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I Hate My Mom. And She Knows It. Why Should I Act Any Different on Mother’s Day?

Written by Evolve's Behavioral Health Content Team​:

Alyson Orcena, LMFT, Melissa Vallas, MD, Shikha Verma, MD, Ellen Bloch, LCSW, Lianne Tendler, LMFT, Megan Johnston, LMFT
Meet The Team >

So you don’t have a good relationship with your mother.

And that’s an understatement: you really, truly dislike her.

You don’t like the way she nags you, invalidates you, and pressures you to do chores, homework, and run errands every day. You feel like she criticizes you constantly. You can’t have a conversation with her without wanting to tear out your hair. You think she’s manipulative, self-centered, and definitely not a good mother.

In a nutshell: you just can’t stand her.

But Mother’s Day is coming up. Which means that around the world, everyone is gearing up to buy Hallmark cards, order flowers and – a la COVID-19 – cook homemade breakfast-in-bed for all the maternal figures in their lives. Your friends are post photos of them and their moms with sappy messages like “She’s my rock, my best friend” and “…always there for me through thick and thin…” and “Don’t know how I’d live without her.”

Meanwhile, you’re wondering how you’re going to survive in the same house with your mom until the end of high school.

For you, the second Sunday of May always seems like a day-long fake fest. You feel like a hypocrite if you do anything nice for your mom, because you know by the next morning (if not sooner) you’ll probably have an hour-long screaming match. But you also feel like a terrible child – and member of society – if you don’t at least buy her a rose or a nice card. At the same time, you can’t bring yourself to pretend everything is all fine and dandy between you two.

Because it’s definitely not.

You’re stuck.

Where do you go from here?

Conflict With Parents is Common During Adolescence

Alyson Orcena, LMFT, Executive Clinical Director of Evolve Treatment Centers, says this is a common situation. She says many teens are distant with either one or both of their parents, but they’re too embarrassed to talk about it with their friends because they think they’re the only one who has it so bad.

So here, we’d like to provide a note of reassurance: you are not alone. Studies show that conflict with parents tends to increase during adolescence.

But what do you do when you’re in the middle of a fight with your mom on Mother’s Day?

Or if you can’t bring yourself to give her a card?

Don’t Say What You Don’t Mean

One tip that might help is don’t say what you don’t mean.

In other words, don’t feel compelled to say “I love you” if you don’t mean it. You can choose something milder, such as “Hope you have a wonderful day” instead.

Or you can go out and buy a neutral Mother’s Day card that has a pre-written message. It doesn’t have to be something mushy and gushy. You don’t even have to write anything on it in yourself: you just have to make sure it’s polite.

Just in case you weren’t sure, polite means the card shouldn’t contain a mean or insulting message. Mother’s Day is not the time to unleash all your grievances and lash out against your mom.

In other words, just because you “don’t have to say what you don’t mean” doesn’t mean you should say what you really think.

Remember what you learned in elementary school?

If you don’t have something nice to say, don’t say anything at all.

Choose The Middle Path

This tip illustrates a concept from Dialectical Behavior Therapy (DBT) called the middle-path approach.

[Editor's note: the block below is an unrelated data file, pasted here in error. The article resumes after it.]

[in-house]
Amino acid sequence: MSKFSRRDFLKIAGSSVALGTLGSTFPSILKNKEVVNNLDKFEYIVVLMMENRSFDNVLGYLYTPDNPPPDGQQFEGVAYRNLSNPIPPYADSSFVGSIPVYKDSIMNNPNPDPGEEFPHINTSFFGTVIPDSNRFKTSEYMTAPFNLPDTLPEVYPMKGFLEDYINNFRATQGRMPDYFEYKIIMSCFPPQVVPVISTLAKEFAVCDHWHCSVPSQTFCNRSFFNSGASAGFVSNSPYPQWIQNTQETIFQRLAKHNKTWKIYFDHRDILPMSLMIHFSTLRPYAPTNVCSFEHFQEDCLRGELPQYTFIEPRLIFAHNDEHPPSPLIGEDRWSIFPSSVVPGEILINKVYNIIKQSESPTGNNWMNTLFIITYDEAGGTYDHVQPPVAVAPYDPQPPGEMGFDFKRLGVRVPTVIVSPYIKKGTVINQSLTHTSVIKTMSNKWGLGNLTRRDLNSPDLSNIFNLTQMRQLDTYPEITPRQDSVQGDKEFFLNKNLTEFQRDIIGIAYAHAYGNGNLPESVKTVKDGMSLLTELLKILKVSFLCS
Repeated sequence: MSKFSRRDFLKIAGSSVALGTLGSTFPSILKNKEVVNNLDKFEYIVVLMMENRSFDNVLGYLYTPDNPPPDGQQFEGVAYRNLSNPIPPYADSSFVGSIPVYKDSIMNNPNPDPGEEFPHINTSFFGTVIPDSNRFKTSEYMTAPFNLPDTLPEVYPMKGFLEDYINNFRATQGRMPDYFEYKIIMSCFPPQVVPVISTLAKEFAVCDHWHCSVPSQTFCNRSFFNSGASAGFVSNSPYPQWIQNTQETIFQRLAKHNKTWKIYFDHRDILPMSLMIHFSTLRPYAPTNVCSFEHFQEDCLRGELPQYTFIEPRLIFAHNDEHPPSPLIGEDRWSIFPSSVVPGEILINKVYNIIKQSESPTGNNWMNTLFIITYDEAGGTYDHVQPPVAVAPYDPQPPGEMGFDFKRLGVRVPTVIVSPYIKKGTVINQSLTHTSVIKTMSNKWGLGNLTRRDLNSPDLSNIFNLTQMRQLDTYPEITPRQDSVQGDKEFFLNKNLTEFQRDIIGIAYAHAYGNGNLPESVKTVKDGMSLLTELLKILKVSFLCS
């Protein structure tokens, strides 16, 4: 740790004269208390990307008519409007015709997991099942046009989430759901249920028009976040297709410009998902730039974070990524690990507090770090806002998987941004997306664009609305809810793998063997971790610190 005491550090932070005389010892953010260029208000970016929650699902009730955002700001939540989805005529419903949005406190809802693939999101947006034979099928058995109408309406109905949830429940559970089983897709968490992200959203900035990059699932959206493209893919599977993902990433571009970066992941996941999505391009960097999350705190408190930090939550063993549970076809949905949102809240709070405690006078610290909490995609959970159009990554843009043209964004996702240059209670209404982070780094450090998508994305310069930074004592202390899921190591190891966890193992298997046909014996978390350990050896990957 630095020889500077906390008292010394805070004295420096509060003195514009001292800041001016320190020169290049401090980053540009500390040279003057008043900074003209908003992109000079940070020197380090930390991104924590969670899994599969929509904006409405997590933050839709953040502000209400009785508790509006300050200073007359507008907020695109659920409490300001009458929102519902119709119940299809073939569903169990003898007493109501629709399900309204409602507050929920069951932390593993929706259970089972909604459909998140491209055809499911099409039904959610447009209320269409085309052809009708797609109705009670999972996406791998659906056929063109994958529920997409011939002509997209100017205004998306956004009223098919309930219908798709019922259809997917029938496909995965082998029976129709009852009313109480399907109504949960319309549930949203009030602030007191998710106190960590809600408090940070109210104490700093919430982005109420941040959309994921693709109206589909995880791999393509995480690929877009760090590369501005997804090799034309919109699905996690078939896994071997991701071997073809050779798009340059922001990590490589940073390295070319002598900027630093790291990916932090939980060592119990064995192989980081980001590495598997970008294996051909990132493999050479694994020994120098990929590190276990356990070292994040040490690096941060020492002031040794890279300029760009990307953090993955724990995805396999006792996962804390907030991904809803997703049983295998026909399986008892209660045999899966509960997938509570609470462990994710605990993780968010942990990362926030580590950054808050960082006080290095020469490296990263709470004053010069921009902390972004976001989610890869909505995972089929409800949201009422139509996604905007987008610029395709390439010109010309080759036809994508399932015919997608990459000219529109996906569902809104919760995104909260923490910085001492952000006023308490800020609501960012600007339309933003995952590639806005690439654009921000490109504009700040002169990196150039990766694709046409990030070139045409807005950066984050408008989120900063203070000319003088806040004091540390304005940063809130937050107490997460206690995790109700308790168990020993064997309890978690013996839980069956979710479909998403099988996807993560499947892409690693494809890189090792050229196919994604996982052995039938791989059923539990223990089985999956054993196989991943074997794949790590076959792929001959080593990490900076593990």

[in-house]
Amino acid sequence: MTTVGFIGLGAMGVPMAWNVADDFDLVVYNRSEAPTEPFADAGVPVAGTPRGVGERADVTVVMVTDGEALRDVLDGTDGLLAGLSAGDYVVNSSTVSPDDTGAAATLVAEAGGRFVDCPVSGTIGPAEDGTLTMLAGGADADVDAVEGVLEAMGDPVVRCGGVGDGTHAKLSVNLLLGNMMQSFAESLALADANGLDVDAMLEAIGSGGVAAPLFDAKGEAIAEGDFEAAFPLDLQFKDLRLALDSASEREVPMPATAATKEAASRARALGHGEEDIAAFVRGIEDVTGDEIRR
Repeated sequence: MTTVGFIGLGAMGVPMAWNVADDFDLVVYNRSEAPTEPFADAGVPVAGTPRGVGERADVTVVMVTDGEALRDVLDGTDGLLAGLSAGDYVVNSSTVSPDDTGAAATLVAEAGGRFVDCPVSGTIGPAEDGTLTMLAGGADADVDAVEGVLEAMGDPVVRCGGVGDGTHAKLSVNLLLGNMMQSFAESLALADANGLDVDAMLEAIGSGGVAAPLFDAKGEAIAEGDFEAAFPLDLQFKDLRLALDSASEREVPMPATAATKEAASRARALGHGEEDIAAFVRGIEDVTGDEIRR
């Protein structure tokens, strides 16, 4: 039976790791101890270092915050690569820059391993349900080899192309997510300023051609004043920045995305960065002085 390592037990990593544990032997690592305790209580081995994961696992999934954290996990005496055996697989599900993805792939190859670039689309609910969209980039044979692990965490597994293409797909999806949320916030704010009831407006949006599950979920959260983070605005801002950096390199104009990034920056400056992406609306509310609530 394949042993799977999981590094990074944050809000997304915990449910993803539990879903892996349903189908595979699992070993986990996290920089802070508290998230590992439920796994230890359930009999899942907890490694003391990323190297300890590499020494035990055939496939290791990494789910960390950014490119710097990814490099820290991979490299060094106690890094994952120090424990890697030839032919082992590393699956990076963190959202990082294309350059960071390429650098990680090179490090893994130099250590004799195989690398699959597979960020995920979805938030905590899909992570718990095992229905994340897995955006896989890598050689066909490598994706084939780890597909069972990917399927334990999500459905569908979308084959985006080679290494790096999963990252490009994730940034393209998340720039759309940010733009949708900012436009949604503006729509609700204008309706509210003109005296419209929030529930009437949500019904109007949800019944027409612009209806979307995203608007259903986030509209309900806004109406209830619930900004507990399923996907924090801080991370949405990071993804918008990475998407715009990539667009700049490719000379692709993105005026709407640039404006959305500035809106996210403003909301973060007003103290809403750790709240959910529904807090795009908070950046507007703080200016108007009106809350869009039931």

In DBT, this approach helps you find the balance between two opposite extremes. While you don’t want to express your genuine anger and vitriol, you also don’t want to cut yourself off, emotionally by ignoring your mom or stonewalling during all your conversations.

It’s important to maintain the middle-path approach when trying to repair a broken relationship.

Which means a polite “Happy Mother’s Day” is better than ignoring your mom altogether this Sunday. It’s definitely better than throwing a temper tantrum in which you list all her faults. It’s also better than doing the opposite: writing a long, mushy, sentimental letter that you know contradicts the way you really feel.

Another tip for struggling teens: try your best to focus on the good. At least for one day.

Chances are, your mother may have made some mistakes, but she’s also done good for you. Think of one or two of these gifts you’ve gotten from her and use Mother’s Day as a time to say thank you.

For example, does she pay for your schooling or extracurricular activities?

That’s something to appreciate.

Has she provided you with opportunities that have worked out well for you long-term?

Acknowledge those.

Has she ever gotten you something you really, really loved?

Remember that.

And you can always think about all the positive traits you inherited from her. Remember: half your DNA comes from her. Think about that for a moment, and you’ll realize it can be a source of joy and gratitude.

Be Yourself, Find Perspective, Take Action

So no, you don’t have to pretend everything is perfect on Mother’s Day. However, you can display appreciation for what she’s given you while avoiding showy, mushy gestures of love that can feel – at least to you – dishonest.

You don’t have to say “I love you,” but you can thank her – genuinely – for the things she has done for you.

And then?

Ask your mom if she and you can go to family therapy together, so you can work on your relationship.

So that next Mother’s Day, or the one after, you’ll genuinely want to say the words she most wants to hear:

I love you, mom.

Our Behavioral Health Content Team

We are an expert team of behavioral health professionals who are united in our commitment to adolescent recovery and well-being.

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